The settlement announced Monday amounts to a swap: Mr. Picard dropped the claims that the men had ignored warnings about Mr. Madoff; Mr. Wilpon and Mr. Katz agreed that they were obligated to pay back $162 million in so-called fictitious profits they had reaped from the net winner accounts from 2002 to ’08. That figure includes the $83 million that Judge Rakoff had earlier ordered them to pay.

How much of that $162 million the men will ultimately have to pay depends, oddly, on how successful Mr. Picard is in his efforts to recover money for Madoff victims. The Mets’ owners had applied to Mr. Picard to be reimbursed $178 million from their net loser accounts. If Mr. Picard’s recoveries do not yield $162 million after three years, Mr. Wilpon and Mr. Katz have guaranteed to pay as much as $29 million.

What was clear was that Mr. Wilpon and Mr. Katz used the settlement as vindication of their character. “We acted in good faith and we’re very pleased that this settlement bears that out,” Mr. Wilpon said.

For the trustee, the settlement appeared to be a business calculation: even if he could win a judgment that Mr. Wilpon and Mr. Katz were willfully blind to Mr. Madoff’s fraud — and have the verdict upheld on appeals that might take two or three years — he might not have received the $303 million he was seeking.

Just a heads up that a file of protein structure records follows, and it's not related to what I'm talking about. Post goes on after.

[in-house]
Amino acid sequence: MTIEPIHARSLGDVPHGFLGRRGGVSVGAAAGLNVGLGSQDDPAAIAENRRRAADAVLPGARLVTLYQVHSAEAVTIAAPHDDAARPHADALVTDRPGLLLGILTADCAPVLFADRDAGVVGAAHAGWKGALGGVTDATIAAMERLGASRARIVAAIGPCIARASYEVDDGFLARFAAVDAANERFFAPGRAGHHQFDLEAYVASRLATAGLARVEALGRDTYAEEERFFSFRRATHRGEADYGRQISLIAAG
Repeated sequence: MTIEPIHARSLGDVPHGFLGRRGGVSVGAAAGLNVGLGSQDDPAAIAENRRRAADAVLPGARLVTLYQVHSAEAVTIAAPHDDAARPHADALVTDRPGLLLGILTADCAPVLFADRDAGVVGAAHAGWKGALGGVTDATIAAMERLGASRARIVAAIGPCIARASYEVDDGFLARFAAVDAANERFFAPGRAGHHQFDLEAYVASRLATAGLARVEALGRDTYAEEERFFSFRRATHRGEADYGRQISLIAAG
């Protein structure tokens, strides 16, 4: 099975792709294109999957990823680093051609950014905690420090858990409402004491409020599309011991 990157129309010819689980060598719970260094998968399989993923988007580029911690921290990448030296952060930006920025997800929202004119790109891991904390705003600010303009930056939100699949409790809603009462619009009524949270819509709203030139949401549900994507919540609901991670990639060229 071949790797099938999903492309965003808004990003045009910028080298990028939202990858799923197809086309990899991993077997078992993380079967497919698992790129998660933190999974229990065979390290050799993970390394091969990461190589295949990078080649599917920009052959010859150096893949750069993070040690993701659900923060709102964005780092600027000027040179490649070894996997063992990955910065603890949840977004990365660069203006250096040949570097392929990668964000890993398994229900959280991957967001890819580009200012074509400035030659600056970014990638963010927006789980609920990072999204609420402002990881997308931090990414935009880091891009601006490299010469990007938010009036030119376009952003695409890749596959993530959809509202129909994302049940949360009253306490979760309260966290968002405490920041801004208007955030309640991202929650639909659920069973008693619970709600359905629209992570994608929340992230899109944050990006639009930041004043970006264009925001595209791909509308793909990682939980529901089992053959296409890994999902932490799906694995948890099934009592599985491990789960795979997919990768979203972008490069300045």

“It isn’t whether we win or lose,” David J. Sheehan, chief counsel to the trustee, said. “It’s whether we enhance the fund and help the victims. That’s what we did today, and that’s why we did it.”

Mr. Sheehan’s remarks Monday conflicted with much tougher ones made 13 months ago, when he said, “What we’re looking for is a billion dollars, and unless we settle for less than that, which we’re not inclined to do, where they get the money is of no moment to us.”

Mr. Picard might also have had second thoughts about the strength of his case. Judge Rakoff had been skeptical that Mr. Picard could successfully rebut Mr. Wilpon and Mr. Katz’s claims that they acted in good faith in their investing with Mr. Madoff.

Still, however strong Sheehan and Picard felt their case was, they could not be certain of victory.

“Any lawyer who walks into court knows that you can win, you can lose, and you can have the strongest case possible but you don’t know how the evidence will come in or how the jury will perceive the credibility of the witnesses,” said Annemarie McAvoy, a former federal prosecutor who is an adjunct professor at Fordham Law School. She said Mr. Picard “did away with the risk of walking away with nothing at the end of the trial.”

As he read aloud the terms of the settlement between two parties who had battled each other bitterly for more than a year, Judge Rakoff said, “All I say is love is wonderful.”